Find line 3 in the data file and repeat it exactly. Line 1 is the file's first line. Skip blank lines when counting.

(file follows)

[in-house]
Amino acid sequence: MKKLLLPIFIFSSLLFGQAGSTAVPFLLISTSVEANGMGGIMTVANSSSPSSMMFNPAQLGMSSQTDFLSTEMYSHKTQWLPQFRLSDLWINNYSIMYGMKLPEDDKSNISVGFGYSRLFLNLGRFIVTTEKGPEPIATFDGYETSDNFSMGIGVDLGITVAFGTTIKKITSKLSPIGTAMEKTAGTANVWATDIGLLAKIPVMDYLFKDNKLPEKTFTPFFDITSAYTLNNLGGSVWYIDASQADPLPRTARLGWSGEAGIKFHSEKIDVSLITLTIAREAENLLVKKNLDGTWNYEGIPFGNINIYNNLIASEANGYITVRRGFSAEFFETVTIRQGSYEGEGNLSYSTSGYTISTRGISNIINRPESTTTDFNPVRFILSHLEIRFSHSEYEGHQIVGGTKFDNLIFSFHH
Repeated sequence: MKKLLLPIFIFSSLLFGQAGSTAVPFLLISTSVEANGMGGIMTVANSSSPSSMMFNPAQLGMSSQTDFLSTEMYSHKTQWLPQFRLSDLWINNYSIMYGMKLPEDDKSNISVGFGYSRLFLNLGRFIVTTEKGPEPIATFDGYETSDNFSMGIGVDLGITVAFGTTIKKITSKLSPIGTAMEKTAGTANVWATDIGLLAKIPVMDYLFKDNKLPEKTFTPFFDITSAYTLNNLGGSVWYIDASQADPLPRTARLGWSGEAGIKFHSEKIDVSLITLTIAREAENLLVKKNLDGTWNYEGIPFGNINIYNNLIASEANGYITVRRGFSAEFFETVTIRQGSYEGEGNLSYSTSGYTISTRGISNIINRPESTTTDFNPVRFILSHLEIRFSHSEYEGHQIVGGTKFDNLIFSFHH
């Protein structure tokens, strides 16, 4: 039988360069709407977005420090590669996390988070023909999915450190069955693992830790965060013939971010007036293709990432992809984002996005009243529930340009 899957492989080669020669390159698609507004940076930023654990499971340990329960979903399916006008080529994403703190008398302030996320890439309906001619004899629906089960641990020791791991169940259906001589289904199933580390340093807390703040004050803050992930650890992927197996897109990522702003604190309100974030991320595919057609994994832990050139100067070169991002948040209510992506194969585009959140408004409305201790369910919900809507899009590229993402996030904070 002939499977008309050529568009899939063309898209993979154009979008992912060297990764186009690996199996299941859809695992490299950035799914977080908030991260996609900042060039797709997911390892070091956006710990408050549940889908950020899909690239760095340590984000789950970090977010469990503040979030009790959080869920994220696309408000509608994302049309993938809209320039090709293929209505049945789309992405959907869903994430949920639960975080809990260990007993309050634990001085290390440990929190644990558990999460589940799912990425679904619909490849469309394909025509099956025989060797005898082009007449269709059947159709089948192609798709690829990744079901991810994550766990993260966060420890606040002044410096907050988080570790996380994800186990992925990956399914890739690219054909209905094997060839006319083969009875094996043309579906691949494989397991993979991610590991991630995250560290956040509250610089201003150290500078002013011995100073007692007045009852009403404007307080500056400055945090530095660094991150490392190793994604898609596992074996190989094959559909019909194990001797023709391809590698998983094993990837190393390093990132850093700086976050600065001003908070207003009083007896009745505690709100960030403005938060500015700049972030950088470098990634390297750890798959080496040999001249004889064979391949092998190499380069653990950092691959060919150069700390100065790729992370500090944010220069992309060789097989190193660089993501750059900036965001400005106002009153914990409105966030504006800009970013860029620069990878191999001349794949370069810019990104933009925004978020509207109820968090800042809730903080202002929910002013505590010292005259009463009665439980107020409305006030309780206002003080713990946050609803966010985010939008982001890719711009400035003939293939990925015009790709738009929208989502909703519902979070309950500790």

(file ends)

Repeated sequence: MKKLLLPIFIFSSLLFGQAGSTAVPFLLISTSVEANGMGGIMTVANSSSPSSMMFNPAQLGMSSQTDFLSTEMYSHKTQWLPQFRLSDLWINNYSIMYGMKLPEDDKSNISVGFGYSRLFLNLGRFIVTTEKGPEPIATFDGYETSDNFSMGIGVDLGITVAFGTTIKKITSKLSPIGTAMEKTAGTANVWATDIGLLAKIPVMDYLFKDNKLPEKTFTPFFDITSAYTLNNLGGSVWYIDASQADPLPRTARLGWSGEAGIKFHSEKIDVSLITLTIAREAENLLVKKNLDGTWNYEGIPFGNINIYNNLIASEANGYITVRRGFSAEFFETVTIRQGSYEGEGNLSYSTSGYTISTRGISNIINRPESTTTDFNPVRFILSHLEIRFSHSEYEGHQIVGGTKFDNLIFSFHH